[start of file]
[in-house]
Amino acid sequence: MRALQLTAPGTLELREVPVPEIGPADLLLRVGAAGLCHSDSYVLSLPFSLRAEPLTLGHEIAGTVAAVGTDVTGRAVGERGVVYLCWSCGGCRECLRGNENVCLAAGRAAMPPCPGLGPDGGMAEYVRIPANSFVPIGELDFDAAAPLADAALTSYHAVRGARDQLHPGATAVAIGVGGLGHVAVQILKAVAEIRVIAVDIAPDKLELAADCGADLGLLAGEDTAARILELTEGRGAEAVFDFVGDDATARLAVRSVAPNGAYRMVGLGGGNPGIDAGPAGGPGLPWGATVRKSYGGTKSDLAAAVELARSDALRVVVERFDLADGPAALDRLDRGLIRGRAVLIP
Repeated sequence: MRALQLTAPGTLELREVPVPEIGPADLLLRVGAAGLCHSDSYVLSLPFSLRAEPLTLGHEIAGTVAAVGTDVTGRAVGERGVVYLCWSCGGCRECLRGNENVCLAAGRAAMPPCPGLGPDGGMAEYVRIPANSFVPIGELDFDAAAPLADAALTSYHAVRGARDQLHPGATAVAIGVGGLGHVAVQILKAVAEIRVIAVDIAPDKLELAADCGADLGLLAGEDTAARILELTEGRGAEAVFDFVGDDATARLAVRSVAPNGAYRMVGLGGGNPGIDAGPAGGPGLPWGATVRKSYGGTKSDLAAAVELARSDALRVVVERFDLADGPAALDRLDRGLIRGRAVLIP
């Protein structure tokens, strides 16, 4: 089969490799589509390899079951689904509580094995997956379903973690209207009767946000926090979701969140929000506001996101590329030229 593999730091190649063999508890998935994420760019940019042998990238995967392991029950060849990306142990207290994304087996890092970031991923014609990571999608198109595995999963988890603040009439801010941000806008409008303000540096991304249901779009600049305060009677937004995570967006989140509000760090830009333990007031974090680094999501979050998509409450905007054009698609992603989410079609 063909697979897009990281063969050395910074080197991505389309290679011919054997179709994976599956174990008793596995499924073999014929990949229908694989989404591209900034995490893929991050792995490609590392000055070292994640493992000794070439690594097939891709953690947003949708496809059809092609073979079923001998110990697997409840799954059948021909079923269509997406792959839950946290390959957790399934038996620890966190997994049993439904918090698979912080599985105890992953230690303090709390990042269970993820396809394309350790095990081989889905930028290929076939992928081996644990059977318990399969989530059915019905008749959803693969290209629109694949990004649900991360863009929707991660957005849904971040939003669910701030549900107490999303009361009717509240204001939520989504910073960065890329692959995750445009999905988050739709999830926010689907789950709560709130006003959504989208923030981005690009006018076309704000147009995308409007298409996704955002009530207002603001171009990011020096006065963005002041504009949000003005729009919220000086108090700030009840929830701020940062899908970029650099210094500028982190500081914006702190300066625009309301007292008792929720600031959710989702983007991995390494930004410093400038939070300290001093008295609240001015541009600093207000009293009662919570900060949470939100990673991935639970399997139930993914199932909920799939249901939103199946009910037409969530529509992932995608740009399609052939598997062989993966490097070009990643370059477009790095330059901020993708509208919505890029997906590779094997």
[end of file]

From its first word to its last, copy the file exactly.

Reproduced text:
[in-house]
Amino acid sequence: MRALQLTAPGTLELREVPVPEIGPADLLLRVGAAGLCHSDSYVLSLPFSLRAEPLTLGHEIAGTVAAVGTDVTGRAVGERGVVYLCWSCGGCRECLRGNENVCLAAGRAAMPPCPGLGPDGGMAEYVRIPANSFVPIGELDFDAAAPLADAALTSYHAVRGARDQLHPGATAVAIGVGGLGHVAVQILKAVAEIRVIAVDIAPDKLELAADCGADLGLLAGEDTAARILELTEGRGAEAVFDFVGDDATARLAVRSVAPNGAYRMVGLGGGNPGIDAGPAGGPGLPWGATVRKSYGGTKSDLAAAVELARSDALRVVVERFDLADGPAALDRLDRGLIRGRAVLIP
Repeated sequence: MRALQLTAPGTLELREVPVPEIGPADLLLRVGAAGLCHSDSYVLSLPFSLRAEPLTLGHEIAGTVAAVGTDVTGRAVGERGVVYLCWSCGGCRECLRGNENVCLAAGRAAMPPCPGLGPDGGMAEYVRIPANSFVPIGELDFDAAAPLADAALTSYHAVRGARDQLHPGATAVAIGVGGLGHVAVQILKAVAEIRVIAVDIAPDKLELAADCGADLGLLAGEDTAARILELTEGRGAEAVFDFVGDDATARLAVRSVAPNGAYRMVGLGGGNPGIDAGPAGGPGLPWGATVRKSYGGTKSDLAAAVELARSDALRVVVERFDLADGPAALDRLDRGLIRGRAVLIP
């Protein structure tokens, strides 16, 4: 089969490799589509390899079951689904509580094995997956379903973690209207009767946000926090979701969140929000506001996101590329030229 593999730091190649063999508890998935994420760019940019042998990238995967392991029950060849990306142990207290994304087996890092970031991923014609990571999608198109595995999963988890603040009439801010941000806008409008303000540096991304249901779009600049305060009677937004995570967006989140509000760090830009333990007031974090680094999501979050998509409450905007054009698609992603989410079609 063909697979897009990281063969050395910074080197991505389309290679011919054997179709994976599956174990008793596995499924073999014929990949229908694989989404591209900034995490893929991050792995490609590392000055070292994640493992000794070439690594097939891709953690947003949708496809059809092609073979079923001998110990697997409840799954059948021909079923269509997406792959839950946290390959957790399934038996620890966190997994049993439904918090698979912080599985105890992953230690303090709390990042269970993820396809394309350790095990081989889905930028290929076939992928081996644990059977318990399969989530059915019905008749959803693969290209629109694949990004649900991360863009929707991660957005849904971040939003669910701030549900107490999303009361009717509240204001939520989504910073960065890329692959995750445009999905988050739709999830926010689907789950709560709130006003959504989208923030981005690009006018076309704000147009995308409007298409996704955002009530207002603001171009990011020096006065963005002041504009949000003005729009919220000086108090700030009840929830701020940062899908970029650099210094500028982190500081914006702190300066625009309301007292008792929720600031959710989702983007991995390494930004410093400038939070300290001093008295609240001015541009600093207000009293009662919570900060949470939100990673991935639970399997139930993914199932909920799939249901939103199946009910037409969530529509992932995608740009399609052939598997062989993966490097070009990643370059477009790095330059901020993708509208919505890029997906590779094997």